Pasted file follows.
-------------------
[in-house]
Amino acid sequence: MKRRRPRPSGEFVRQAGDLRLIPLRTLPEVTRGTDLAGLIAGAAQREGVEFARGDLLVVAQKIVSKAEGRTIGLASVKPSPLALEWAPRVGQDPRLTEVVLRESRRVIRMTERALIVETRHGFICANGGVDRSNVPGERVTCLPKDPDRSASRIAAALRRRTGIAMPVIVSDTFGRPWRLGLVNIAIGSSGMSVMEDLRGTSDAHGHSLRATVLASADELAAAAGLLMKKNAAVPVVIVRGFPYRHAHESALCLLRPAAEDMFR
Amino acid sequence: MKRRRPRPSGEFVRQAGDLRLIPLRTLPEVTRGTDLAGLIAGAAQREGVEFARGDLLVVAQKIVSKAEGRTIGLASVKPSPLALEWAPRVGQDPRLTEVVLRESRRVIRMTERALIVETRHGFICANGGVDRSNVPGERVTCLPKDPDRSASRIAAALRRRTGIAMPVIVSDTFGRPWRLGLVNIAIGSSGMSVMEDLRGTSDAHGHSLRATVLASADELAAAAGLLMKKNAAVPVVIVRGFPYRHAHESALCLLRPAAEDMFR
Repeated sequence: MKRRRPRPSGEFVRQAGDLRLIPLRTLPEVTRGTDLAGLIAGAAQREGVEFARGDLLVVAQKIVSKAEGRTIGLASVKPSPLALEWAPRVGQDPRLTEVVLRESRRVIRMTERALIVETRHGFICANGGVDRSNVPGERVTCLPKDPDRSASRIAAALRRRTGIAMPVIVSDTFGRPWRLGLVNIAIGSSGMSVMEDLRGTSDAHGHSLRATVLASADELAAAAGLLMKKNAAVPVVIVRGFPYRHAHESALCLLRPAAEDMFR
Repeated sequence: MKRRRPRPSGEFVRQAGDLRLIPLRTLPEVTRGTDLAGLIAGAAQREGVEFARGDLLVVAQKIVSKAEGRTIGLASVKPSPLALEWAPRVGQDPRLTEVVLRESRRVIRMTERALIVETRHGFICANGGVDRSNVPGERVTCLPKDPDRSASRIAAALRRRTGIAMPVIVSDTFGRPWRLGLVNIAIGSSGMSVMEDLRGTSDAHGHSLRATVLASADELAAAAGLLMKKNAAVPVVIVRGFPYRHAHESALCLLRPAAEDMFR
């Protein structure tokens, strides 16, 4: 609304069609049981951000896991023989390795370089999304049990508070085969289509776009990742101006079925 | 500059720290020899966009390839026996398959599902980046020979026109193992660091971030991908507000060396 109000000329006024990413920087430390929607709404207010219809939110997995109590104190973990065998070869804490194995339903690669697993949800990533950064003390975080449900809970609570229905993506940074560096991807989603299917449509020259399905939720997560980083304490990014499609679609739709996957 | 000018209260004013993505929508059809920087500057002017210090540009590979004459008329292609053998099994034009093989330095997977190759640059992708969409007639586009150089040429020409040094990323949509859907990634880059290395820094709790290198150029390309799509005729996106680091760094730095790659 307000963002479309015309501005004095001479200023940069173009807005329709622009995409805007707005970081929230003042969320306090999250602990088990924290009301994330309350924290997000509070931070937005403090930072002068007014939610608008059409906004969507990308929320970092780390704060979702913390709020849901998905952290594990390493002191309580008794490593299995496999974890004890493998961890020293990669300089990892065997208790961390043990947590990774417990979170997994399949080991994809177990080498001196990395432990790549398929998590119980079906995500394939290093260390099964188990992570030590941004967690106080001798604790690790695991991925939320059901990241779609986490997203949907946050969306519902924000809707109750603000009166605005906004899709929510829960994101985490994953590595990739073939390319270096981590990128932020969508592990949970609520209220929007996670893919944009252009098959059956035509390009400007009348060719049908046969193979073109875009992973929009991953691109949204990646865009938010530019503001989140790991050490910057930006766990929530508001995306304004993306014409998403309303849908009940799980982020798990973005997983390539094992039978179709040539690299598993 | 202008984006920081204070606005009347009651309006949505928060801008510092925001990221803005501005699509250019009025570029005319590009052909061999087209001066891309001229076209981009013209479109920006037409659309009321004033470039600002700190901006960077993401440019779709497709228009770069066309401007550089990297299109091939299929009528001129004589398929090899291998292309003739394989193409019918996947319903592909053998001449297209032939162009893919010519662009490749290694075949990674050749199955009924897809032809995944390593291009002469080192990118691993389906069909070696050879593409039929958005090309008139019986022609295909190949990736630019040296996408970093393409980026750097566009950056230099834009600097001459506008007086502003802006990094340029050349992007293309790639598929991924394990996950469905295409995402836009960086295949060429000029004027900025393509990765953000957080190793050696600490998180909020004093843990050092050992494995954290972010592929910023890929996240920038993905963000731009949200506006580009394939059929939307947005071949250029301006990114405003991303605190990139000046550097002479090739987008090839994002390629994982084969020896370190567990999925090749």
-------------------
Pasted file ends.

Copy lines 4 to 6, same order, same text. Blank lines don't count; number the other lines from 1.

Repeated sequence: MKRRRPRPSGEFVRQAGDLRLIPLRTLPEVTRGTDLAGLIAGAAQREGVEFARGDLLVVAQKIVSKAEGRTIGLASVKPSPLALEWAPRVGQDPRLTEVVLRESRRVIRMTERALIVETRHGFICANGGVDRSNVPGERVTCLPKDPDRSASRIAAALRRRTGIAMPVIVSDTFGRPWRLGLVNIAIGSSGMSVMEDLRGTSDAHGHSLRATVLASADELAAAAGLLMKKNAAVPVVIVRGFPYRHAHESALCLLRPAAEDMFR
Repeated sequence: MKRRRPRPSGEFVRQAGDLRLIPLRTLPEVTRGTDLAGLIAGAAQREGVEFARGDLLVVAQKIVSKAEGRTIGLASVKPSPLALEWAPRVGQDPRLTEVVLRESRRVIRMTERALIVETRHGFICANGGVDRSNVPGERVTCLPKDPDRSASRIAAALRRRTGIAMPVIVSDTFGRPWRLGLVNIAIGSSGMSVMEDLRGTSDAHGHSLRATVLASADELAAAAGLLMKKNAAVPVVIVRGFPYRHAHESALCLLRPAAEDMFR
């Protein structure tokens, strides 16, 4: 609304069609049981951000896991023989390795370089999304049990508070085969289509776009990742101006079925 | 500059720290020899966009390839026996398959599902980046020979026109193992660091971030991908507000060396 109000000329006024990413920087430390929607709404207010219809939110997995109590104190973990065998070869804490194995339903690669697993949800990533950064003390975080449900809970609570229905993506940074560096991807989603299917449509020259399905939720997560980083304490990014499609679609739709996957 | 000018209260004013993505929508059809920087500057002017210090540009590979004459008329292609053998099994034009093989330095997977190759640059992708969409007639586009150089040429020409040094990323949509859907990634880059290395820094709790290198150029390309799509005729996106680091760094730095790659 307000963002479309015309501005004095001479200023940069173009807005329709622009995409805007707005970081929230003042969320306090999250602990088990924290009301994330309350924290997000509070931070937005403090930072002068007014939610608008059409906004969507990308929320970092780390704060979702913390709020849901998905952290594990390493002191309580008794490593299995496999974890004890493998961890020293990669300089990892065997208790961390043990947590990774417990979170997994399949080991994809177990080498001196990395432990790549398929998590119980079906995500394939290093260390099964188990992570030590941004967690106080001798604790690790695991991925939320059901990241779609986490997203949907946050969306519902924000809707109750603000009166605005906004899709929510829960994101985490994953590595990739073939390319270096981590990128932020969508592990949970609520209220929007996670893919944009252009098959059956035509390009400007009348060719049908046969193979073109875009992973929009991953691109949204990646865009938010530019503001989140790991050490910057930006766990929530508001995306304004993306014409998403309303849908009940799980982020798990973005997983390539094992039978179709040539690299598993 | 202008984006920081204070606005009347009651309006949505928060801008510092925001990221803005501005699509250019009025570029005319590009052909061999087209001066891309001229076209981009013209479109920006037409659309009321004033470039600002700190901006960077993401440019779709497709228009770069066309401007550089990297299109091939299929009528001129004589398929090899291998292309003739394989193409019918996947319903592909053998001449297209032939162009893919010519662009490749290694075949990674050749199955009924897809032809995944390593291009002469080192990118691993389906069909070696050879593409039929958005090309008139019986022609295909190949990736630019040296996408970093393409980026750097566009950056230099834009600097001459506008007086502003802006990094340029050349992007293309790639598929991924394990996950469905295409995402836009960086295949060429000029004027900025393509990765953000957080190793050696600490998180909020004093843990050092050992494995954290972010592929910023890929996240920038993905963000731009949200506006580009394939059929939307947005071949250029301006990114405003991303605190990139000046550097002479090739987008090839994002390629994982084969020896370190567990999925090749």